We've established that mirror images are only reversed in one dimension, front-back.
Therefore the left-right orientation of your reflection is the same as your left-right orientation, but the opposite of 99% of what you see face to face on this planet, and therefore notable. The up-down orientation is also the same as yours, but being the  same as everything else that you see, not notable.

The simple and complete answer to the mirror problem is that the mirror doesn't mysteriously reverse left and right (or up and down). We reverse left and right on almost everything we see face to face, by spinning it or ourselves round the vertical axis. That's where the mysterious difference between up-down and left-right comes in.

Tuesday, March 16, 2010

Appealing to my MP to oppose the DE bill

                                        Tuesday 16 March 2010

Dear Sadiq Khan,

I am a published technical author, software developer and interaction
designer with a family - my wife, a freelance accountant, and a four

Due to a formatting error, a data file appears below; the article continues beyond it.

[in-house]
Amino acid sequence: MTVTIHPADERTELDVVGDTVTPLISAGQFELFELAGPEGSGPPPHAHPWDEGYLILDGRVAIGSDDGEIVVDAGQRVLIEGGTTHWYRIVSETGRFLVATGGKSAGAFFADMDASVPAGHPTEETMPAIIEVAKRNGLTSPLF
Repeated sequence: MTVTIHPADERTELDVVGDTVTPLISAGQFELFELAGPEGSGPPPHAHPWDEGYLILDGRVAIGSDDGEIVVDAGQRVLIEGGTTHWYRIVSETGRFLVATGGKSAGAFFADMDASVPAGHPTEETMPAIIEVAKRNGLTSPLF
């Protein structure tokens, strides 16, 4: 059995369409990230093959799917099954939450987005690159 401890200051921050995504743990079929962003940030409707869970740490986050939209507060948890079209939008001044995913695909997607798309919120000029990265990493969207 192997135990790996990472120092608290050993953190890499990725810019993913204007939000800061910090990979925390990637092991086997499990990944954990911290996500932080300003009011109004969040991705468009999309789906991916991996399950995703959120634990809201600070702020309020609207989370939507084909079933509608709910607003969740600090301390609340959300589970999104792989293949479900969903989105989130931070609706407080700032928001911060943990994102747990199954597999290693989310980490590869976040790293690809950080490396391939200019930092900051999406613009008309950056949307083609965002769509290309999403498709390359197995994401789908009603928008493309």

year old son, Johnny.

I am deeply concerned by the disconnection provisions of the Digital
Economy Bill, which it appears is about to be waved through the house
of commons in a sadly undemocratic "washing up" process.

Both my salaried work and my writings depend critically on having a
full bandwidth internet access, for example when I remotely access my
work desktop from home.

My wife's livelihood as an accountant also depends being able to send
and receive both reports and (occasionally substantial) databases of
financial records.

As an immigrant, she would also suffer a loss of family connection if
she could no longer use video skype to talk to her elderly and
otherwise inaccessible parents.

And Johnny is an enthusiastic on-line follower of the BBC's finest
children's programmes and games, such as "AlphaBlocks" (which is
helping him learn to read) and "Relic: Guardians of the Museum" which